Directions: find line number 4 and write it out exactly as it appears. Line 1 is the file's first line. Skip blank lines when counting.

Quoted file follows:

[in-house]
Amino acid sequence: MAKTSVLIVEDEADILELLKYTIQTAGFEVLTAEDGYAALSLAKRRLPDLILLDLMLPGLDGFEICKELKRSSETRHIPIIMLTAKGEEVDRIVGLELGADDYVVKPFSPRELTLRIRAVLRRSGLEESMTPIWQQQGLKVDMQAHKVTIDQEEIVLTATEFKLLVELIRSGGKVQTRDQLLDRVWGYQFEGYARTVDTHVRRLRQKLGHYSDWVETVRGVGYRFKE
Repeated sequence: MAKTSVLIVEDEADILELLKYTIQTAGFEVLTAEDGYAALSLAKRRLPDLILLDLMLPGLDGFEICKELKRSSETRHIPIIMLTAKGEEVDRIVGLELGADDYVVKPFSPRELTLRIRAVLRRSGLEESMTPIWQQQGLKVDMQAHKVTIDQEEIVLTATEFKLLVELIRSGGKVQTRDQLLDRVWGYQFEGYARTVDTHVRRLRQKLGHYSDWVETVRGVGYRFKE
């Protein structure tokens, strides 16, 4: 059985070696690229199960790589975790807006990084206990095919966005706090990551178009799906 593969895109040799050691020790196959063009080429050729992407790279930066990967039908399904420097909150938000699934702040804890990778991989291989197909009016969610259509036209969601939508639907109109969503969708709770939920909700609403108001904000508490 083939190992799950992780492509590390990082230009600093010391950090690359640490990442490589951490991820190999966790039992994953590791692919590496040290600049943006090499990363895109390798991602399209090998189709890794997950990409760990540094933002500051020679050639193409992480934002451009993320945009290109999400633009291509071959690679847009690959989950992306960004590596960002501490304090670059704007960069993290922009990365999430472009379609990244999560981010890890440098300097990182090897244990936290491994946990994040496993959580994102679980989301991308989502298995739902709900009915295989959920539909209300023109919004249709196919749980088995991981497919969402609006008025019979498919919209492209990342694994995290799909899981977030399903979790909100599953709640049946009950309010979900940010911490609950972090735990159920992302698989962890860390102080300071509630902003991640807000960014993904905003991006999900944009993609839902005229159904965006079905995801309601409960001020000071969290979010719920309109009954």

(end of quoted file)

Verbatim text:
């Protein structure tokens, strides 16, 4: 059985070696690229199960790589975790807006990084206990095919966005706090990551178009799906 593969895109040799050691020790196959063009080429050729992407790279930066990967039908399904420097909150938000699934702040804890990778991989291989197909009016969610259509036209969601939508639907109109969503969708709770939920909700609403108001904000508490 083939190992799950992780492509590390990082230009600093010391950090690359640490990442490589951490991820190999966790039992994953590791692919590496040290600049943006090499990363895109390798991602399209090998189709890794997950990409760990540094933002500051020679050639193409992480934002451009993320945009290109999400633009291509071959690679847009690959989950992306960004590596960002501490304090670059704007960069993290922009990365999430472009379609990244999560981010890890440098300097990182090897244990936290491994946990994040496993959580994102679980989301991308989502298995739902709900009915295989959920539909209300023109919004249709196919749980088995991981497919969402609006008025019979498919919209492209990342694994995290799909899981977030399903979790909100599953709640049946009950309010979900940010911490609950972090735990159920992302698989962890860390102080300071509630902003991640807000960014993904905003991006999900944009993609839902005229159904965006079905995801309601409960001020000071969290979010719920309109009954």